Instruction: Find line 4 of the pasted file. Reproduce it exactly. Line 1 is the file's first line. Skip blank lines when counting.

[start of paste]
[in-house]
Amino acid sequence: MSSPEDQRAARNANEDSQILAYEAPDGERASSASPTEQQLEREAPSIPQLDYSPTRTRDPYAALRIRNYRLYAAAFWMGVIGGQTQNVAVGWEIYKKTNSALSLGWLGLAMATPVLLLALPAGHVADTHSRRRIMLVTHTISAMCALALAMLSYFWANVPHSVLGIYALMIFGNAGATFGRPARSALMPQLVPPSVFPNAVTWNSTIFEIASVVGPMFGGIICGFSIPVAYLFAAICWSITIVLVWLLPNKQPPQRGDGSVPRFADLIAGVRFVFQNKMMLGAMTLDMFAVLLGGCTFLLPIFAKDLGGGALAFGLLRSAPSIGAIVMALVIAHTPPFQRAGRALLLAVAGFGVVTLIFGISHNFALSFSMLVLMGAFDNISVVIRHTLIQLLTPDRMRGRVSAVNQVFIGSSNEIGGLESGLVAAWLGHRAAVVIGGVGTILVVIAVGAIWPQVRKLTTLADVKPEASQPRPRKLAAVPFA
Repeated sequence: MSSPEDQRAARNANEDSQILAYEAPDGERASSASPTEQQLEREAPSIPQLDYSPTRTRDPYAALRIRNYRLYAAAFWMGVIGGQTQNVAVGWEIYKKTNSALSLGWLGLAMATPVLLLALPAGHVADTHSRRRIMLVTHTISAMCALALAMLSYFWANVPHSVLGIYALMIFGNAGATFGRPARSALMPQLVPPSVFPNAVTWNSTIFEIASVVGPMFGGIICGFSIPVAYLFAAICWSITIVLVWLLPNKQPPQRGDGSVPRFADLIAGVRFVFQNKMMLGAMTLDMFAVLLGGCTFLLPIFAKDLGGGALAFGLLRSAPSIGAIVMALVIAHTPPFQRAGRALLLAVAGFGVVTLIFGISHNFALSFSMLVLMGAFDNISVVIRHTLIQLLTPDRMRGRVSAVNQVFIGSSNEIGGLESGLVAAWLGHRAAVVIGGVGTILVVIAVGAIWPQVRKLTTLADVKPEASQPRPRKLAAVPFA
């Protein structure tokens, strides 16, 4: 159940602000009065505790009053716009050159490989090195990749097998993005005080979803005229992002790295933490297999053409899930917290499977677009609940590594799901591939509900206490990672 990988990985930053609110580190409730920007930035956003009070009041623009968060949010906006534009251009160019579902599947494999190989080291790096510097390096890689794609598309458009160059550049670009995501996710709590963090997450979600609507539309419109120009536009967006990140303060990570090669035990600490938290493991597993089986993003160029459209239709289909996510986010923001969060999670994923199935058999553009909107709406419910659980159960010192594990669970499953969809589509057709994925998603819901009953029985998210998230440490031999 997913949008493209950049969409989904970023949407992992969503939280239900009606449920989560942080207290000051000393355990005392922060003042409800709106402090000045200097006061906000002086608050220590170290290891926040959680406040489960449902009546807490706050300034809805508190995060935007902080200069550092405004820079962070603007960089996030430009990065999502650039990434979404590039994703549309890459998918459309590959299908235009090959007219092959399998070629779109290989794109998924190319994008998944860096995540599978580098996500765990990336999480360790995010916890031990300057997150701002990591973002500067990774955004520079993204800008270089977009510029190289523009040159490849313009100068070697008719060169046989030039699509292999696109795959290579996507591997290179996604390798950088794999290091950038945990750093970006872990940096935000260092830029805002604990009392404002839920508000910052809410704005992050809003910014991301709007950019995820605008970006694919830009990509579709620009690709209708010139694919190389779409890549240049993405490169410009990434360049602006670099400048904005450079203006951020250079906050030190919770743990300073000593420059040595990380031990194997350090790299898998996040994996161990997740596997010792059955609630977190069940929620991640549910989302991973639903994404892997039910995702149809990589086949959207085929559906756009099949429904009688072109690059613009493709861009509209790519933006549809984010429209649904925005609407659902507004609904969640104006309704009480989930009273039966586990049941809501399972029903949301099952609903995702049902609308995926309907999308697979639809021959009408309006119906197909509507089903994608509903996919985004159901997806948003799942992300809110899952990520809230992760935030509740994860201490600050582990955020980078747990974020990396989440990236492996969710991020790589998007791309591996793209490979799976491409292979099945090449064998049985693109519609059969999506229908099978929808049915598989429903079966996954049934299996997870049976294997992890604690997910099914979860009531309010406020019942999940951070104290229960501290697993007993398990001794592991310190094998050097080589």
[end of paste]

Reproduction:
């Protein structure tokens, strides 16, 4: 159940602000009065505790009053716009050159490989090195990749097998993005005080979803005229992002790295933490297999053409899930917290499977677009609940590594799901591939509900206490990672 990988990985930053609110580190409730920007930035956003009070009041623009968060949010906006534009251009160019579902599947494999190989080291790096510097390096890689794609598309458009160059550049670009995501996710709590963090997450979600609507539309419109120009536009967006990140303060990570090669035990600490938290493991597993089986993003160029459209239709289909996510986010923001969060999670994923199935058999553009909107709406419910659980159960010192594990669970499953969809589509057709994925998603819901009953029985998210998230440490031999 997913949008493209950049969409989904970023949407992992969503939280239900009606449920989560942080207290000051000393355990005392922060003042409800709106402090000045200097006061906000002086608050220590170290290891926040959680406040489960449902009546807490706050300034809805508190995060935007902080200069550092405004820079962070603007960089996030430009990065999502650039990434979404590039994703549309890459998918459309590959299908235009090959007219092959399998070629779109290989794109998924190319994008998944860096995540599978580098996500765990990336999480360790995010916890031990300057997150701002990591973002500067990774955004520079993204800008270089977009510029190289523009040159490849313009100068070697008719060169046989030039699509292999696109795959290579996507591997290179996604390798950088794999290091950038945990750093970006872990940096935000260092830029805002604990009392404002839920508000910052809410704005992050809003910014991301709007950019995820605008970006694919830009990509579709620009690709209708010139694919190389779409890549240049993405490169410009990434360049602006670099400048904005450079203006951020250079906050030190919770743990300073000593420059040595990380031990194997350090790299898998996040994996161990997740596997010792059955609630977190069940929620991640549910989302991973639903994404892997039910995702149809990589086949959207085929559906756009099949429904009688072109690059613009493709861009509209790519933006549809984010429209649904925005609407659902507004609904969640104006309704009480989930009273039966586990049941809501399972029903949301099952609903995702049902609308995926309907999308697979639809021959009408309006119906197909509507089903994608509903996919985004159901997806948003799942992300809110899952990520809230992760935030509740994860201490600050582990955020980078747990974020990396989440990236492996969710991020790589998007791309591996793209490979799976491409292979099945090449064998049985693109519609059969999506229908099978929808049915598989429903079966996954049934299996997870049976294997992890604690997910099914979860009531309010406020019942999940951070104290229960501290697993007993398990001794592991310190094998050097080589």